Buick buyers are more satisfied, and older buyers are more satisfied. There’s got to be a big overlap there.

    Other than that, the brands that cater to people who are scraping the limits of their credit rating score poorly, and the ones who cater to the more well-off score well. That’s not a surprise, financing and haggling are the least pleasant aspects of car shopping.

  • avatar

    These surveys don’t seem to hold much water.

    Dealerships don’t have much to do with corporate. There are good and bad ones across all brands.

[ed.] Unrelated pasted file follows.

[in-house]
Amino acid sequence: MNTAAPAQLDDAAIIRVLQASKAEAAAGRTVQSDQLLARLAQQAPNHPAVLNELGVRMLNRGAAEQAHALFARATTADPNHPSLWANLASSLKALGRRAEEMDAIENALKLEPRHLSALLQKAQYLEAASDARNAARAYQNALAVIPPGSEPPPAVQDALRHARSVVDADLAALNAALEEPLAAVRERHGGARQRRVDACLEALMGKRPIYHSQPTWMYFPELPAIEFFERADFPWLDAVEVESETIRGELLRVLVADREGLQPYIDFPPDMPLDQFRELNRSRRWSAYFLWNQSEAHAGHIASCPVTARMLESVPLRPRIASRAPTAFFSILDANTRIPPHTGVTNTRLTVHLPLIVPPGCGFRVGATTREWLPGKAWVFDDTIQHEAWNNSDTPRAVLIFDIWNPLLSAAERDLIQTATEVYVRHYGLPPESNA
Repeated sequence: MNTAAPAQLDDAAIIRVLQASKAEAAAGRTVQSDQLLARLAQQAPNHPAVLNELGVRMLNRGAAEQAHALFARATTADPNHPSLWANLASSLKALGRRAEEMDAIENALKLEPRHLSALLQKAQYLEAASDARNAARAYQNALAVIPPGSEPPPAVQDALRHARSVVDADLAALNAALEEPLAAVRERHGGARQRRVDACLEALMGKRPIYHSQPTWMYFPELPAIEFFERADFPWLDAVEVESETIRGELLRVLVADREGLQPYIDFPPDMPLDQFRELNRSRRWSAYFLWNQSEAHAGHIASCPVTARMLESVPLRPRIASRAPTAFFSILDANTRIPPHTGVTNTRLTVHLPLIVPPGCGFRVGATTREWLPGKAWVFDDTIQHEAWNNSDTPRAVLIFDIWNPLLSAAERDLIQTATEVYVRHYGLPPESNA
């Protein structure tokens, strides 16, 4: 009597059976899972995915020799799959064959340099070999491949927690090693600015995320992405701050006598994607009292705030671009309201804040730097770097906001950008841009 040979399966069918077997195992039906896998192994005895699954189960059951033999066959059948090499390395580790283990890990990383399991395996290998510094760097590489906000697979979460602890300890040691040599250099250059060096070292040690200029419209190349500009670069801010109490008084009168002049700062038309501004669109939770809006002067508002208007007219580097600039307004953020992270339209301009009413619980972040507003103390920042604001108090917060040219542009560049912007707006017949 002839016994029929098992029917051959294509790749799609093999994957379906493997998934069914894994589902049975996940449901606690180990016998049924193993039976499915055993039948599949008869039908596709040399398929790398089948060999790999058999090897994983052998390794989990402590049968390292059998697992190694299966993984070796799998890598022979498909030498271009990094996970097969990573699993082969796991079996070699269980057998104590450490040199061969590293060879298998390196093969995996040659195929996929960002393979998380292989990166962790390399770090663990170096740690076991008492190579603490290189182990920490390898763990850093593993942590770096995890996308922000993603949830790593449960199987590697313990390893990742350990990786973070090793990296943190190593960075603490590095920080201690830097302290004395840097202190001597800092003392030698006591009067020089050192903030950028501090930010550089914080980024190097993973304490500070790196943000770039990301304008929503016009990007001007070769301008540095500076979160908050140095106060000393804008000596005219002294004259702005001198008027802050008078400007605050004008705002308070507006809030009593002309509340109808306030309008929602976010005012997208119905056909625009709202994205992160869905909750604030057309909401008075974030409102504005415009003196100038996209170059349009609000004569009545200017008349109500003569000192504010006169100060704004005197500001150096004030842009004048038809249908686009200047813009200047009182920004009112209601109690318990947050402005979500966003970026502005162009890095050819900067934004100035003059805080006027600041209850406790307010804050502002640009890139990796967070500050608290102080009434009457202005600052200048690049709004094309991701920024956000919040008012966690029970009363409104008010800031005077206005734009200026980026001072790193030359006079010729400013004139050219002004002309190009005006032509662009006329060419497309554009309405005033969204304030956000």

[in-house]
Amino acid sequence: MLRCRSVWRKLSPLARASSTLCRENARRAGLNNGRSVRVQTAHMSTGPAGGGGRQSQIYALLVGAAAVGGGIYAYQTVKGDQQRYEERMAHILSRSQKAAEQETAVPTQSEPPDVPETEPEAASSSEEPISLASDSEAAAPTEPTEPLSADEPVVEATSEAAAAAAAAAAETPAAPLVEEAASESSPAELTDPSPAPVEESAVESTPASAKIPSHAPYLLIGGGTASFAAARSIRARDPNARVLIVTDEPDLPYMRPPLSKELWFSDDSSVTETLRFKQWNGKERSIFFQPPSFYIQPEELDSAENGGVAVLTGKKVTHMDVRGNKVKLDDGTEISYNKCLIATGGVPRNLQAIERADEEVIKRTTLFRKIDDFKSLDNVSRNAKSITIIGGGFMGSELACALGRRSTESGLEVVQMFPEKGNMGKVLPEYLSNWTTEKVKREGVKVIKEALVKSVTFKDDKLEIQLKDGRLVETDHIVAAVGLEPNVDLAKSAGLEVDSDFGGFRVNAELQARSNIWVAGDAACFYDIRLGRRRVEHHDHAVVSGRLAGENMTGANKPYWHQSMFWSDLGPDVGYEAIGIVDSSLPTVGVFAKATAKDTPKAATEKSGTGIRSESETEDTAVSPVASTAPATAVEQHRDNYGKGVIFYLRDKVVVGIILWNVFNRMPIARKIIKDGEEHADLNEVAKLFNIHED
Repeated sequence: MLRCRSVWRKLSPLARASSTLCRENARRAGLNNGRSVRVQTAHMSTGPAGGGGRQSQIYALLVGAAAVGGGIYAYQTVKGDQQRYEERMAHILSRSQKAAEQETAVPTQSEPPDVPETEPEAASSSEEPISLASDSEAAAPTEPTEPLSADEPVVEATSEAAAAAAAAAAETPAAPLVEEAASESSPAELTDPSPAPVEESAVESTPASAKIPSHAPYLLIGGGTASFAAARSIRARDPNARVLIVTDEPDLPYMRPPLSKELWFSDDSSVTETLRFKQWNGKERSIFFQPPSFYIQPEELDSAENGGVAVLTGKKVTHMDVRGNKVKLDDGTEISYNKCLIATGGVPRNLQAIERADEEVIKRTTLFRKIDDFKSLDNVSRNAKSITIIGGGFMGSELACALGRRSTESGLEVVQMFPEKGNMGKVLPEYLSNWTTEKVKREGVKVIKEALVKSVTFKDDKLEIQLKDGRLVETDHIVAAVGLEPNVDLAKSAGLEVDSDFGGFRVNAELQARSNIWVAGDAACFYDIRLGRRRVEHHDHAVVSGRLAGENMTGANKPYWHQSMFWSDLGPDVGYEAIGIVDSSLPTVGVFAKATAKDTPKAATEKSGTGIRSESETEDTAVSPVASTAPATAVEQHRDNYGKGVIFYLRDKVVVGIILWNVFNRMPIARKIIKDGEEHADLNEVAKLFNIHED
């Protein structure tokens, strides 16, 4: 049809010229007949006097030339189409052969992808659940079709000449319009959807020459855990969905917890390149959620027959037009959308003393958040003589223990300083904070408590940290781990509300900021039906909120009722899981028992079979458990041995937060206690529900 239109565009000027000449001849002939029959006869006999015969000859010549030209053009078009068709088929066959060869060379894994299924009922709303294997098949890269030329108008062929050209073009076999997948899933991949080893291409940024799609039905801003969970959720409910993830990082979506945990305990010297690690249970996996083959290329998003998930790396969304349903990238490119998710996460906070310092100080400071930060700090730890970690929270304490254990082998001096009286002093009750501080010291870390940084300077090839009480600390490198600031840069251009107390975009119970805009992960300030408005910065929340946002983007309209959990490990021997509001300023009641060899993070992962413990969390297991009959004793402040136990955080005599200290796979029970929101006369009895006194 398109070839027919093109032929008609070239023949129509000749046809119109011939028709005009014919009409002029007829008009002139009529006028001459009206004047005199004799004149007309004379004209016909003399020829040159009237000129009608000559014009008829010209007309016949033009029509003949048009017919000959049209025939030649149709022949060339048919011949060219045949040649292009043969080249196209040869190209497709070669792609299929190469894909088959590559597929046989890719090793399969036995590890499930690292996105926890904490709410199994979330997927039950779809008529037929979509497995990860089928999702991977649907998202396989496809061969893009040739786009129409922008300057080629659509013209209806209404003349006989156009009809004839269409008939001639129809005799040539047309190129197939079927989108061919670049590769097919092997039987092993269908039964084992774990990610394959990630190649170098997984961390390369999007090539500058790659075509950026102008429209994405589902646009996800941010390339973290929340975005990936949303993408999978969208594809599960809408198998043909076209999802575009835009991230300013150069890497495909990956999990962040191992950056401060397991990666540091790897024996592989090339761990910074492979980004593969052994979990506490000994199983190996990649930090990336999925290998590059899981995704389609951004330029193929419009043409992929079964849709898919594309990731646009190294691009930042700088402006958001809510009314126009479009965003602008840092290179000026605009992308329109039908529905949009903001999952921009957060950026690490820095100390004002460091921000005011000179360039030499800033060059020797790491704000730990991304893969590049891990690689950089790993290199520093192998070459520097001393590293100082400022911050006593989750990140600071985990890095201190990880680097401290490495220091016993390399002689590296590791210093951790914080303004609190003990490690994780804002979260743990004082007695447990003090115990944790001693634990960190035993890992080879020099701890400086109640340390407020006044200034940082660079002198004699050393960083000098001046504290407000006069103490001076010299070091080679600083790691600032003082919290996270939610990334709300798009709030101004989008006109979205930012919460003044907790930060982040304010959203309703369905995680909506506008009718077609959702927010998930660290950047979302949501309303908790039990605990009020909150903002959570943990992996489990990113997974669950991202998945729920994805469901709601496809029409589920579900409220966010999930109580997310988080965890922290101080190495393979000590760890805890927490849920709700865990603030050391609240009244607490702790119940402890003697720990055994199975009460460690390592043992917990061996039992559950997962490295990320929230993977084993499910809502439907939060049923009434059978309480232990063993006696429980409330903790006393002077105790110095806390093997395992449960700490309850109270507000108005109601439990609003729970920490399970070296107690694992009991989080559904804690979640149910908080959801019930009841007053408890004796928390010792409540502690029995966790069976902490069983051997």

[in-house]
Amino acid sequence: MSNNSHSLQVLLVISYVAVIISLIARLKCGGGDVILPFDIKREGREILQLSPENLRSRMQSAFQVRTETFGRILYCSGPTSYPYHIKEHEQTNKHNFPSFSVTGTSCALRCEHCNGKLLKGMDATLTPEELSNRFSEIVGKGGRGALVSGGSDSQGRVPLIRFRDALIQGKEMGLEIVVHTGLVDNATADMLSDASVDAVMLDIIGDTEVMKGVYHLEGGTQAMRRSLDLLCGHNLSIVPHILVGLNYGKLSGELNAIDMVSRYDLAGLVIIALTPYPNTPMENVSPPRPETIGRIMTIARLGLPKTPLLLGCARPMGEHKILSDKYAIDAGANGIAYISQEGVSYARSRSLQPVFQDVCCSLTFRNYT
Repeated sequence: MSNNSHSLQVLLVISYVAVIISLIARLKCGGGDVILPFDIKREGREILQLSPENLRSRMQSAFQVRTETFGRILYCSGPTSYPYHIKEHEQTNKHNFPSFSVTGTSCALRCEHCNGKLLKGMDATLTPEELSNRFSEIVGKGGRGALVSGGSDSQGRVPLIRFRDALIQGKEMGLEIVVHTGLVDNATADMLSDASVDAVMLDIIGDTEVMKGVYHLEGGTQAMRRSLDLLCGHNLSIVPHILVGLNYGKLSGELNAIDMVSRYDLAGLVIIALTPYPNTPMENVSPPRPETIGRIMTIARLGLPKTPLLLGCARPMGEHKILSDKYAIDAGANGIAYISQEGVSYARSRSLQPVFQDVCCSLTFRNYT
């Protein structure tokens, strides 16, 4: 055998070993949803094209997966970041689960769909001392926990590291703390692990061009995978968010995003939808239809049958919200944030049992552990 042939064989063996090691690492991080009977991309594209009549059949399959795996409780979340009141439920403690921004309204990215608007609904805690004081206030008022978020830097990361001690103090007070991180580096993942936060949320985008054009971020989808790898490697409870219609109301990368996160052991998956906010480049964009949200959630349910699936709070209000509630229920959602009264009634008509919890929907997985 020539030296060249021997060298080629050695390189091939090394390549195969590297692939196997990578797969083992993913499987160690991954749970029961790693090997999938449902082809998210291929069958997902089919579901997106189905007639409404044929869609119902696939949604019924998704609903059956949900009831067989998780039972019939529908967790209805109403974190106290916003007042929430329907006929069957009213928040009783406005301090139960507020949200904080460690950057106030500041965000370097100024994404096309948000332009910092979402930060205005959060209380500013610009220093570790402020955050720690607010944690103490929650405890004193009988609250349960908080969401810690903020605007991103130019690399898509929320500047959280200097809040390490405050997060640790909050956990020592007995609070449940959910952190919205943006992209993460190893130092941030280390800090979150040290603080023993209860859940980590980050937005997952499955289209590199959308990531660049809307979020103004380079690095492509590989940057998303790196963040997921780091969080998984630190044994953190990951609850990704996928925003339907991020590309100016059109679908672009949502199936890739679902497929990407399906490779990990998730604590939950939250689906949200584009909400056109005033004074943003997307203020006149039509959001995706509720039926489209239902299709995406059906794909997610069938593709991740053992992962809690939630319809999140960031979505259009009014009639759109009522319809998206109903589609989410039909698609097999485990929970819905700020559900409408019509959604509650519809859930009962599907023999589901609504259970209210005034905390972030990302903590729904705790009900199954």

If you’ve ever taken one of these surveys, they’re pretty nuts. Maybe angry idiots buy more Chrysler’s than other cars. Once these articles pop up, people tribally flock to the conventional wisdom. Back a decade ago, mini Cooper’s were spending more time in the shop than on the road, but it was against the owners code to complain. As a Toyota salesman we would see return repurchases in lumps of a dozen a month sometimes. But Toyota buyers don’t like cars. They’d return their Camry that died on the way home from the sales floor and get another one. If they thought about the driving or even sitting experience they’d hate it. I had a real hard time selling Toyotas. Nothing about them but “resale, and frequently reliable”. But that’s all any of my customers cared about. Even the truck buyers. You can’t expect them to think about or even understand a survey about their car. To them, car is car. FCA has some real duds. It has some real winners. Every time I go to the local FCA dealer, they try to get me to sell there. I tell them… Jeeps I can sell, ram I can sell… Dodge and Chrysler? No. How do you sell a caravan with Odyssey and sienna out there. Or a pacifica with any other crossover. In the us they have abarth, 300, wrangler, ram 2500/3500. The rest is not a great choice compared to the competition.